Teacher in Muscat, Oman
Sarah Evans is a teacher in Muscat, Oman. Here is her experience.
In some ways it feels like a lifetime ago and in others it feels like
only yesterday when I first stepped off the plane at Seeb Airport,
Muscat all nervous and excited about starting my new life in Oman.
I remember the panicking about the little things – customs checks,
losing my baggage altogether, flight delays etc. In hindsight I think
those worries were merely diversions for my overactive imagination in
order that I didn’t completely freak out at the idea that I had LEFT
BEHIND MY ENTIRE LIFE AND WAS MOVING TO THE MIDDLE EAST!!
Anyway, I arrived at 11:30pm local time to be greeted by one of the
staff of my new school and myself and the other new arrival were as
quickly as possible whisked off to our new homes.
I’ll NEVER forget the first step outside of the air-conditioned
airport. Wow! Very much like stepping into an oven.
My first impressions of my new home were a little weepy to be honest.
It seemed bare and unloved and I couldn’t get my phone to work to call
my mum (who was on holiday in Austria at the time). I had to contain
myself with trying not to cry down the phone to my sister instead
The first few weeks were a whirlwind of introductions to other staff
members (new and old) and much bonding amongst us all. We were to all
intents and purposes each others’ new family, and we needed to be
there for each other. We also had our medicals (having someone
hovering over you with a needle speaking entirely in Arabic is not the
MOST comfortable experience I can assure you!) and generally took care
of a lot of administrative business before the start of term.
Another complication was the fact that it was Ramadan when we arrived.
So no alcohol to be had anywhere (not such a problem actually – it was
far too hot to drink), and more devastatingly no eating or drinking in
public between sun up and sun down. So, not only were we all adjusting
to temperatures between 35 and 40 degrees centigrade but also we were
unable to drink even any water to get us through it. I have to say
right now I have the utmost respect for anyone who manages to complete
Then school began. The whirlwind stepped up several paces from there.
School begins at 7am each morning and finishes at 3pm. This means a
get up time of 5:15am. Eeek!! This is something a confirmed
sleepaholic and someone who is definitely not a morning person dreads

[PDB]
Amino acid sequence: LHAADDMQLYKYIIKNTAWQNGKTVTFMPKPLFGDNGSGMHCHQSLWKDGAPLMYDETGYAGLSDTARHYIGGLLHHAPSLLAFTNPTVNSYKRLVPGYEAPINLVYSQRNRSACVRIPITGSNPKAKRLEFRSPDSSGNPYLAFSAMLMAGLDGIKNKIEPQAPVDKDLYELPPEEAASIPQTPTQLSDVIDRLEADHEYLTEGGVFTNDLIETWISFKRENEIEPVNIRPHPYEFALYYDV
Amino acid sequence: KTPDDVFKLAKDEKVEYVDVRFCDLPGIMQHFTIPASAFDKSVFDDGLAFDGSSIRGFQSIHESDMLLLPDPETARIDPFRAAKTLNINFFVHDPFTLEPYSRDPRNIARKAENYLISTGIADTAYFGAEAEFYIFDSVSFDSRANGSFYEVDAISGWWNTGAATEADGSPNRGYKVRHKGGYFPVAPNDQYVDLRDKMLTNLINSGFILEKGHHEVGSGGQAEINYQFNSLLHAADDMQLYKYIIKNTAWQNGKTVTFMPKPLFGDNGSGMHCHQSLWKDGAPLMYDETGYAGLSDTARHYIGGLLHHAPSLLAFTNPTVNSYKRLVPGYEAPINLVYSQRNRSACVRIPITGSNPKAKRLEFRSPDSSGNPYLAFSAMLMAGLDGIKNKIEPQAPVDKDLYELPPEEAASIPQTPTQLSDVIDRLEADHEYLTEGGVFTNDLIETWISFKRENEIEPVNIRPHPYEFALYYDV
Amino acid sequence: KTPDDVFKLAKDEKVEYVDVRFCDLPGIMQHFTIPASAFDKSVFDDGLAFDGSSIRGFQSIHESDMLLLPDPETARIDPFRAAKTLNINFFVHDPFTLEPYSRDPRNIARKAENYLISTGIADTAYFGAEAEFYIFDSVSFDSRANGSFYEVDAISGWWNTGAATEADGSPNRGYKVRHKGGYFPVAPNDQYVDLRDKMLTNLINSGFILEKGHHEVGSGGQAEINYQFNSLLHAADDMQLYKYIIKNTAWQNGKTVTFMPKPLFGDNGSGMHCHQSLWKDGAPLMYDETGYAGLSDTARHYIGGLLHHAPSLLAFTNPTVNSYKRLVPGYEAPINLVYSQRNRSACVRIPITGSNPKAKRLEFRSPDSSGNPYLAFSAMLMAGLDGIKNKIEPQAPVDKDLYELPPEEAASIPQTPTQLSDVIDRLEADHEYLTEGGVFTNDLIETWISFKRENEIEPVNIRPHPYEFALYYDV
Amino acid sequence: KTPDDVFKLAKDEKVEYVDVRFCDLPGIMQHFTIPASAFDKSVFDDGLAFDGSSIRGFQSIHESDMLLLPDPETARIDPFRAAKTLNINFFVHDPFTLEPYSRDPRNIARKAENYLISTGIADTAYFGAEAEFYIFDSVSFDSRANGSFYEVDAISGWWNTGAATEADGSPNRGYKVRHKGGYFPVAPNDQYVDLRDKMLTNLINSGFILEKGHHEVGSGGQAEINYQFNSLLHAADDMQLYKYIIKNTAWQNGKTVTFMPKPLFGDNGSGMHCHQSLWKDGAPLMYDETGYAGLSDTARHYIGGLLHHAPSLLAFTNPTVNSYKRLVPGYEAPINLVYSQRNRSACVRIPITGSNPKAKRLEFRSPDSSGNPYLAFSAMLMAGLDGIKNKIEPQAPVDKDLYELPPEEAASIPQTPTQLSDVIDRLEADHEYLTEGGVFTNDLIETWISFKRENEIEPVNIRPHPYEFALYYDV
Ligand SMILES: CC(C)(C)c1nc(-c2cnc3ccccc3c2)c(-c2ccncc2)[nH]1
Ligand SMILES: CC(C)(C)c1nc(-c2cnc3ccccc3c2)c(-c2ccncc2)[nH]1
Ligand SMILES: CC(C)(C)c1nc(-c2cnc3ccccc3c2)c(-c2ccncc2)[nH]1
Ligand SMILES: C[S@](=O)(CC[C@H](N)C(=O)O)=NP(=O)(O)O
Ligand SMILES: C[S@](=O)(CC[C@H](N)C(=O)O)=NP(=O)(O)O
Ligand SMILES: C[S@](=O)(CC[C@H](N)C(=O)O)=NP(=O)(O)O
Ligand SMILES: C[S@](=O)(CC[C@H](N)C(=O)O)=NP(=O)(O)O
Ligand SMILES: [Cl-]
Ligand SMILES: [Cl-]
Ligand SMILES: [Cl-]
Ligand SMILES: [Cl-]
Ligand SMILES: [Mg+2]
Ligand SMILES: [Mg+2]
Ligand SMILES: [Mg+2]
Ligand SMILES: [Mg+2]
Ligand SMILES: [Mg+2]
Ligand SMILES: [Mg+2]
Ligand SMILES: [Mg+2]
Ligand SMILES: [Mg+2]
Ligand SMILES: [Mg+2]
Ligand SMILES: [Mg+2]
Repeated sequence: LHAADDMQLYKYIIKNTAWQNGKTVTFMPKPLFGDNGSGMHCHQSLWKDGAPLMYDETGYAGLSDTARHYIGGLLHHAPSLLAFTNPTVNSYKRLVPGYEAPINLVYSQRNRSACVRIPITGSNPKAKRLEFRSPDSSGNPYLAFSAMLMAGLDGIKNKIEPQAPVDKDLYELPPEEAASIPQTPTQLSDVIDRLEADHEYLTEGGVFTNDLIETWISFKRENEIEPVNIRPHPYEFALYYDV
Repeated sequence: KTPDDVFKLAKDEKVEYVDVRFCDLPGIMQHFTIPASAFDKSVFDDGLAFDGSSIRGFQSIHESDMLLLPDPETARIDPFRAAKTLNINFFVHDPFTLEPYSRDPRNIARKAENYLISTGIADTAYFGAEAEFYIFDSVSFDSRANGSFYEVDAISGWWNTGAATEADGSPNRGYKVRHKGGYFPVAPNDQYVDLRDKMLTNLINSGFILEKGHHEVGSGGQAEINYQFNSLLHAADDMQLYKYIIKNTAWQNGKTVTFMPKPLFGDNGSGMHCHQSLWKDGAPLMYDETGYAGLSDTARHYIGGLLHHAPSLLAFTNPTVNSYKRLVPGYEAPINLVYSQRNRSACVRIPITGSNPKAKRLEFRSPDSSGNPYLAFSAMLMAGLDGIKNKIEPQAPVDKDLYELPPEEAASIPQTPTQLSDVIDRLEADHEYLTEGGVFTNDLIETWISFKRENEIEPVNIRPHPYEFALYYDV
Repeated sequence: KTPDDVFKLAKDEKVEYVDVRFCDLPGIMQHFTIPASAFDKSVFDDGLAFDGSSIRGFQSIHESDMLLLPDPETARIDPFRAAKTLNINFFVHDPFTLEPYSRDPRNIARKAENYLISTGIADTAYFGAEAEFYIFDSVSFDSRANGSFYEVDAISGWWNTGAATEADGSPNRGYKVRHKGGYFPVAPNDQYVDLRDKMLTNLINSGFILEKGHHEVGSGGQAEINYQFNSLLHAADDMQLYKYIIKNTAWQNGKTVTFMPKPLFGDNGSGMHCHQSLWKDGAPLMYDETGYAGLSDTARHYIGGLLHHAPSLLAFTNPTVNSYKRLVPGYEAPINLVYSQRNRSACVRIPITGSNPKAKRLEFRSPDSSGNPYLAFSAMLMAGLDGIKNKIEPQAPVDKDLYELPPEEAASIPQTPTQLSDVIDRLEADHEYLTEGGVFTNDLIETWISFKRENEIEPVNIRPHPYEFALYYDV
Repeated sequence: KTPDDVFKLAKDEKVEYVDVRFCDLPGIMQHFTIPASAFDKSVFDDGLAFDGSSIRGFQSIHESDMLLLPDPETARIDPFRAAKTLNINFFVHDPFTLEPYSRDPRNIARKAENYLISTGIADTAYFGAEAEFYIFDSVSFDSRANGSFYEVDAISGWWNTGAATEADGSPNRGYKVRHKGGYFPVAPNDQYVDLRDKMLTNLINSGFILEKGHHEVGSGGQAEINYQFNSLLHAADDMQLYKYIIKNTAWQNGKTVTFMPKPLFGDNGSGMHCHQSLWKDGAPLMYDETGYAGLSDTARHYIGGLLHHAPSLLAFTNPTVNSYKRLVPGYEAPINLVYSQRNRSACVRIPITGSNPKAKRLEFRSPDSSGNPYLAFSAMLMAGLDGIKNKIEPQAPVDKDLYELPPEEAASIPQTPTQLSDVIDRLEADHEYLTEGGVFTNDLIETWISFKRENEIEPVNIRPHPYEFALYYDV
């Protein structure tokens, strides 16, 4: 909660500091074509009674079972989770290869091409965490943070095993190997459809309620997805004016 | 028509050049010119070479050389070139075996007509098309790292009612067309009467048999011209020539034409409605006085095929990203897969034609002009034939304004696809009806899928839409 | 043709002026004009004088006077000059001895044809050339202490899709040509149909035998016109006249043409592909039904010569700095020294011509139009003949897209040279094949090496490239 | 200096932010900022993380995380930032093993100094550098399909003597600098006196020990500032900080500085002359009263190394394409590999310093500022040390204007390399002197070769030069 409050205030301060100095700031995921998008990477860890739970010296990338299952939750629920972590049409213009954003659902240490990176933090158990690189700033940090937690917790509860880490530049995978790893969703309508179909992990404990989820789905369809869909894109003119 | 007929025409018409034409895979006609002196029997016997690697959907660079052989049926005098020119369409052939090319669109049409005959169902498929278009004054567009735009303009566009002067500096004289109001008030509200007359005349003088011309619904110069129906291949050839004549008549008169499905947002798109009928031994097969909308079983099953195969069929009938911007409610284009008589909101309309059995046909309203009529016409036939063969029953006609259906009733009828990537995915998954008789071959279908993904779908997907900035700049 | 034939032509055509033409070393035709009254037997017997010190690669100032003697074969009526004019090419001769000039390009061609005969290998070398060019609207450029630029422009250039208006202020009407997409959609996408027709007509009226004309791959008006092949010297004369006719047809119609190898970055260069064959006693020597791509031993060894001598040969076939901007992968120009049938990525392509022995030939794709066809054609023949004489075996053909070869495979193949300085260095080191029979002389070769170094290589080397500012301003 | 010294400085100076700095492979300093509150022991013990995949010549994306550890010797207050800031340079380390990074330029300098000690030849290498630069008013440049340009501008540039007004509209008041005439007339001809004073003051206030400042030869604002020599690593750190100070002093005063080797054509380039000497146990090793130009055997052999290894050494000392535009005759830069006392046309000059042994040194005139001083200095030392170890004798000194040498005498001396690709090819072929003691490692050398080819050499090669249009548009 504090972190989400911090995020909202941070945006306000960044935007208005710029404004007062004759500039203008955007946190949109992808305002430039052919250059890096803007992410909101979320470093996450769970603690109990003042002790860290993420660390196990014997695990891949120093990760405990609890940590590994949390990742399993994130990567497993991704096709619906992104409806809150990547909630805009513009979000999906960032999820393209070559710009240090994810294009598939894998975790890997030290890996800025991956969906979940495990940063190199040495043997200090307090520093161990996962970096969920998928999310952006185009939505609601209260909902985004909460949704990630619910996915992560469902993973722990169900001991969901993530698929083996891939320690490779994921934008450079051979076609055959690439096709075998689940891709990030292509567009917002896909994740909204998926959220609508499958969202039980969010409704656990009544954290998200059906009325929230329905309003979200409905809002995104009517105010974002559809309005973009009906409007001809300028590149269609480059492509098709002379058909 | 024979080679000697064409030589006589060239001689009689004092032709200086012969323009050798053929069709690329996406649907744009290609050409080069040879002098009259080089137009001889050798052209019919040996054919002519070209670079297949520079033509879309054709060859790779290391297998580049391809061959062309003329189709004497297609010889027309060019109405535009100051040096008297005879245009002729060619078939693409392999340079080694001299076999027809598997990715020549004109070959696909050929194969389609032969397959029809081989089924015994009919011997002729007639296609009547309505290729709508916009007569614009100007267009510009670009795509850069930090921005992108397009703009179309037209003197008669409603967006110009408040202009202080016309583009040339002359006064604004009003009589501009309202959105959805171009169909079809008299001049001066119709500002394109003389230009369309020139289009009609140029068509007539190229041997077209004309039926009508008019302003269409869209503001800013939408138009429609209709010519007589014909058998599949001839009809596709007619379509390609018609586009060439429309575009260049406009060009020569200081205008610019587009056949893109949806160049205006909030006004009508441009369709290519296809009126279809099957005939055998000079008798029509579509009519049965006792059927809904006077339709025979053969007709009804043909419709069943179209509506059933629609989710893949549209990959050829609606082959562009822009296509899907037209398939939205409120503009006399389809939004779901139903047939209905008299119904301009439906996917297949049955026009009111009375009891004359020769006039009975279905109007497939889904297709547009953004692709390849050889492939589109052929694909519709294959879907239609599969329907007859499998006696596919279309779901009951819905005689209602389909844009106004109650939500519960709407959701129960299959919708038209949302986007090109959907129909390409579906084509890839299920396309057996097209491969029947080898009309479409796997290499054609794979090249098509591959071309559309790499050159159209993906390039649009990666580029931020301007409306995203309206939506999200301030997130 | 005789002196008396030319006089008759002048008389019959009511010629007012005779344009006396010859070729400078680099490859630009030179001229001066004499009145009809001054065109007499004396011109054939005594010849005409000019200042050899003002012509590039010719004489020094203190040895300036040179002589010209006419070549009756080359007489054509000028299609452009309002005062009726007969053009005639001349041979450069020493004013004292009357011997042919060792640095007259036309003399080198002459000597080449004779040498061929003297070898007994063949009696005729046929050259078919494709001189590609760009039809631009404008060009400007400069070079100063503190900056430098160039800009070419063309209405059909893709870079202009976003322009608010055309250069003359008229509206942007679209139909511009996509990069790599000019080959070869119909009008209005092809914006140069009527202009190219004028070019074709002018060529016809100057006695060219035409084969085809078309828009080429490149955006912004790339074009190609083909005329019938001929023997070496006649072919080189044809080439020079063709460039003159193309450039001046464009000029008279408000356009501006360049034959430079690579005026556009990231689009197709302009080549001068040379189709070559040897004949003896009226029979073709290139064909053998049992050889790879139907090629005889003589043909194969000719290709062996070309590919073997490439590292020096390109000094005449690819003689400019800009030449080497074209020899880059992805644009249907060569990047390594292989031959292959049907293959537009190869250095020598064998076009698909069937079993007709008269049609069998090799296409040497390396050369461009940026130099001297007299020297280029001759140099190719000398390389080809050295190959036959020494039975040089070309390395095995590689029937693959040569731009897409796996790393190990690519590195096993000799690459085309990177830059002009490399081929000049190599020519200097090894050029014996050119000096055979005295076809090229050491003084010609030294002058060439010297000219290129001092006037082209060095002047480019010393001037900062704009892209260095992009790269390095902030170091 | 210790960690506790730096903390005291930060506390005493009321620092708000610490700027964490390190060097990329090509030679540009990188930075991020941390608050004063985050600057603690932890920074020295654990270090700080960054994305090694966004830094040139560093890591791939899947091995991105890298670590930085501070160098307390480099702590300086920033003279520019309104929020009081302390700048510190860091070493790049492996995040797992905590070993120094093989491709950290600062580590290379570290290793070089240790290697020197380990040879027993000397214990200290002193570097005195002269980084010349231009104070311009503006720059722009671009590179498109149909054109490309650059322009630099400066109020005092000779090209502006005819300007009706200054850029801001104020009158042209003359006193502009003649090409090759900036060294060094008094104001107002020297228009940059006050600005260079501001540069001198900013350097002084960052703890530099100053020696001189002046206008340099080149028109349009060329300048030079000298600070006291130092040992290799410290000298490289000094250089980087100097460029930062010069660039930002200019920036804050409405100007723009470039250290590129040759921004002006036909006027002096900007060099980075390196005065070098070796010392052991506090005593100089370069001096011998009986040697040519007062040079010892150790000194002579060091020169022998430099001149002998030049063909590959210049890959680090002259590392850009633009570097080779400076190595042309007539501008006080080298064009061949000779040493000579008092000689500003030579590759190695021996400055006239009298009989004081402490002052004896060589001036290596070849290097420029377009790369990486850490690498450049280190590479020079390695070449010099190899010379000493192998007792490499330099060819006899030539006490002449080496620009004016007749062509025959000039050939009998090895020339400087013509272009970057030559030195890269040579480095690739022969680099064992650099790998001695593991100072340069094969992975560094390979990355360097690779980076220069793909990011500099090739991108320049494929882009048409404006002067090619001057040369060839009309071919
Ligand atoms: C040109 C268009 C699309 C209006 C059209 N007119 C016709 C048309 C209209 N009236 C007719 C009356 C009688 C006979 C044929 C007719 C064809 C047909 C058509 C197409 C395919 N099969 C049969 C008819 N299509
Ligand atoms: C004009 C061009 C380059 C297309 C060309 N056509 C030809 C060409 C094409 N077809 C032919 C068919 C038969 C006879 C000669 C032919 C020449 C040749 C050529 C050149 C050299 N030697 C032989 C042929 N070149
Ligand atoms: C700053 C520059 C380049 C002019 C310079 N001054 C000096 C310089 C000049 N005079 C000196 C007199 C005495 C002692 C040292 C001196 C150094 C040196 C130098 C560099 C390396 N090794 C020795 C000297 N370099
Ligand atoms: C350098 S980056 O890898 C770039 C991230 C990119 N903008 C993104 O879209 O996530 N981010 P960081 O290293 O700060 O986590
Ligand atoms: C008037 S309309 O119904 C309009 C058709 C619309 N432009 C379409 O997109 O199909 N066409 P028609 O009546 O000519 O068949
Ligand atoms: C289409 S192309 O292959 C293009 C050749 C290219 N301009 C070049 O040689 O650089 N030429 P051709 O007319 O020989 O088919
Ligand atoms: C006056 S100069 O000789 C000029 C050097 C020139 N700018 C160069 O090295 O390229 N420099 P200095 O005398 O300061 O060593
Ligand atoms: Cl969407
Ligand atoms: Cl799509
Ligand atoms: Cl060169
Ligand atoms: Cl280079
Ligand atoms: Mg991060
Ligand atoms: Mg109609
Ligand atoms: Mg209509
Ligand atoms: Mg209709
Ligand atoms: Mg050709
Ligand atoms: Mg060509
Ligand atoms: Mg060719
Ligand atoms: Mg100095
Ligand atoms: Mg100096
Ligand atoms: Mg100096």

more than anything else in the whole world: getting up in the middle
of the night.
All in all, my first weeks in Muscat were a whirlwind of activity,
confusion and happiness mostly. My initial teariness on arrival was
almost immediately forgotten.
Funny things/cultural differences I have noticed/have had happen to me
since moving out here:
Men and women aren’t allowed to hold hands or be
affectionate in public at all. Men together however are quite allowed
to rub noses in greeting, kiss each others cheeks and wander around
holding hands. Seriously. The funniest example of this I have seen
were two security guards in full uniform walking around the City
Centre Mall hand in hand. Bless!
A taxi driver who tried to befriend me by turning up on my
doorstep with a HUGE cat. Surprisingly he obviously knew immediately I
was a cat person and also surprisingly it didn’t work!!
My first visit to the hairdressers was a curious pantomime
of miming what I wanted to the hairdresser (who spoke no English and
my Arabic is not progressing as I would like). It also was a surprise
to see two women having immaculate hairdos done only to cover their
heads again before leaving. The best coiffed and kept secrets in the
I feel like more of a veteran now and I have settled in well, making
friends, falling in love and working so hard I thought I might keel
over. I am very glad I made the leap into the unknown and I feel lucky
to be having these kind of experiences.
To anyone else who may be thinking of doing this kind of things I
would say – go for it!! You never know what you might find out there
in the big wide yonder of the unknown!